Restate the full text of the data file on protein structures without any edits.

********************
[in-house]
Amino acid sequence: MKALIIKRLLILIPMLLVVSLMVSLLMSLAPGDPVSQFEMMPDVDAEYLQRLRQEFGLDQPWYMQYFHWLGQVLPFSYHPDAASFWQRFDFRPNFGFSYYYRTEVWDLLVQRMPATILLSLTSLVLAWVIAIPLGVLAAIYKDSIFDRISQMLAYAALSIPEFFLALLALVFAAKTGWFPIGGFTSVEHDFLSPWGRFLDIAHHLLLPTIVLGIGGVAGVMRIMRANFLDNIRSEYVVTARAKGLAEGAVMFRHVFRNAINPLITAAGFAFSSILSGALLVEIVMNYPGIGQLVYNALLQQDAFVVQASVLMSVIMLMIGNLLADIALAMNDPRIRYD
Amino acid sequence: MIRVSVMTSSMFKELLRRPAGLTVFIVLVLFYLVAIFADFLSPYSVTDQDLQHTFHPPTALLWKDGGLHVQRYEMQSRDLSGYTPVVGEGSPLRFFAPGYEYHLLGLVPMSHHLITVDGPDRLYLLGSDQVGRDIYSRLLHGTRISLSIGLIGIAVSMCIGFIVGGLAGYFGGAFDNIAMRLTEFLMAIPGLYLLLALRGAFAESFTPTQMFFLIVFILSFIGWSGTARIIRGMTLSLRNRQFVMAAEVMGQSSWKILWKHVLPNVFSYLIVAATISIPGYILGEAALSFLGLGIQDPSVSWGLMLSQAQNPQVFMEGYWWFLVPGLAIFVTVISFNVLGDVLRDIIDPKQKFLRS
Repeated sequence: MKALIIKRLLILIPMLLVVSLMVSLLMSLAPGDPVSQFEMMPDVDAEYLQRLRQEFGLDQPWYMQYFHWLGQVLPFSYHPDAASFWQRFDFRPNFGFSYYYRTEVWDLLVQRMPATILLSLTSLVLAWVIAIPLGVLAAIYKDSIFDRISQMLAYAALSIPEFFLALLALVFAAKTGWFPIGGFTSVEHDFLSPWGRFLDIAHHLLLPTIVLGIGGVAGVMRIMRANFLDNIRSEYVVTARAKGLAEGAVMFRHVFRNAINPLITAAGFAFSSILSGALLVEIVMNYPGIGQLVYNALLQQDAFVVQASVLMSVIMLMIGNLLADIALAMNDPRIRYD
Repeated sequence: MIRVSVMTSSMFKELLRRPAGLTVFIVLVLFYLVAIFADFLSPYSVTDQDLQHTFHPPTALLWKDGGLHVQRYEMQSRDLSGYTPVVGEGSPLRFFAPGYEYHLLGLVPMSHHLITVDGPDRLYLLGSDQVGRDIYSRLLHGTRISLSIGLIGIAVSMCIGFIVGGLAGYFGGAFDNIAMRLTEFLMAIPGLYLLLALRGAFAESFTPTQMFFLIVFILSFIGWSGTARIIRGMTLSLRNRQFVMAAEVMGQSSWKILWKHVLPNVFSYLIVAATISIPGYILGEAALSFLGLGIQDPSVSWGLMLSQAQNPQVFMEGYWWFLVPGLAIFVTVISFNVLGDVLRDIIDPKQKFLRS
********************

[in-house]
Amino acid sequence: MKALIIKRLLILIPMLLVVSLMVSLLMSLAPGDPVSQFEMMPDVDAEYLQRLRQEFGLDQPWYMQYFHWLGQVLPFSYHPDAASFWQRFDFRPNFGFSYYYRTEVWDLLVQRMPATILLSLTSLVLAWVIAIPLGVLAAIYKDSIFDRISQMLAYAALSIPEFFLALLALVFAAKTGWFPIGGFTSVEHDFLSPWGRFLDIAHHLLLPTIVLGIGGVAGVMRIMRANFLDNIRSEYVVTARAKGLAEGAVMFRHVFRNAINPLITAAGFAFSSILSGALLVEIVMNYPGIGQLVYNALLQQDAFVVQASVLMSVIMLMIGNLLADIALAMNDPRIRYD
Amino acid sequence: MIRVSVMTSSMFKELLRRPAGLTVFIVLVLFYLVAIFADFLSPYSVTDQDLQHTFHPPTALLWKDGGLHVQRYEMQSRDLSGYTPVVGEGSPLRFFAPGYEYHLLGLVPMSHHLITVDGPDRLYLLGSDQVGRDIYSRLLHGTRISLSIGLIGIAVSMCIGFIVGGLAGYFGGAFDNIAMRLTEFLMAIPGLYLLLALRGAFAESFTPTQMFFLIVFILSFIGWSGTARIIRGMTLSLRNRQFVMAAEVMGQSSWKILWKHVLPNVFSYLIVAATISIPGYILGEAALSFLGLGIQDPSVSWGLMLSQAQNPQVFMEGYWWFLVPGLAIFVTVISFNVLGDVLRDIIDPKQKFLRS
Repeated sequence: MKALIIKRLLILIPMLLVVSLMVSLLMSLAPGDPVSQFEMMPDVDAEYLQRLRQEFGLDQPWYMQYFHWLGQVLPFSYHPDAASFWQRFDFRPNFGFSYYYRTEVWDLLVQRMPATILLSLTSLVLAWVIAIPLGVLAAIYKDSIFDRISQMLAYAALSIPEFFLALLALVFAAKTGWFPIGGFTSVEHDFLSPWGRFLDIAHHLLLPTIVLGIGGVAGVMRIMRANFLDNIRSEYVVTARAKGLAEGAVMFRHVFRNAINPLITAAGFAFSSILSGALLVEIVMNYPGIGQLVYNALLQQDAFVVQASVLMSVIMLMIGNLLADIALAMNDPRIRYD
Repeated sequence: MIRVSVMTSSMFKELLRRPAGLTVFIVLVLFYLVAIFADFLSPYSVTDQDLQHTFHPPTALLWKDGGLHVQRYEMQSRDLSGYTPVVGEGSPLRFFAPGYEYHLLGLVPMSHHLITVDGPDRLYLLGSDQVGRDIYSRLLHGTRISLSIGLIGIAVSMCIGFIVGGLAGYFGGAFDNIAMRLTEFLMAIPGLYLLLALRGAFAESFTPTQMFFLIVFILSFIGWSGTARIIRGMTLSLRNRQFVMAAEVMGQSSWKILWKHVLPNVFSYLIVAATISIPGYILGEAALSFLGLGIQDPSVSWGLMLSQAQNPQVFMEGYWWFLVPGLAIFVTVISFNVLGDVLRDIIDPKQKFLRS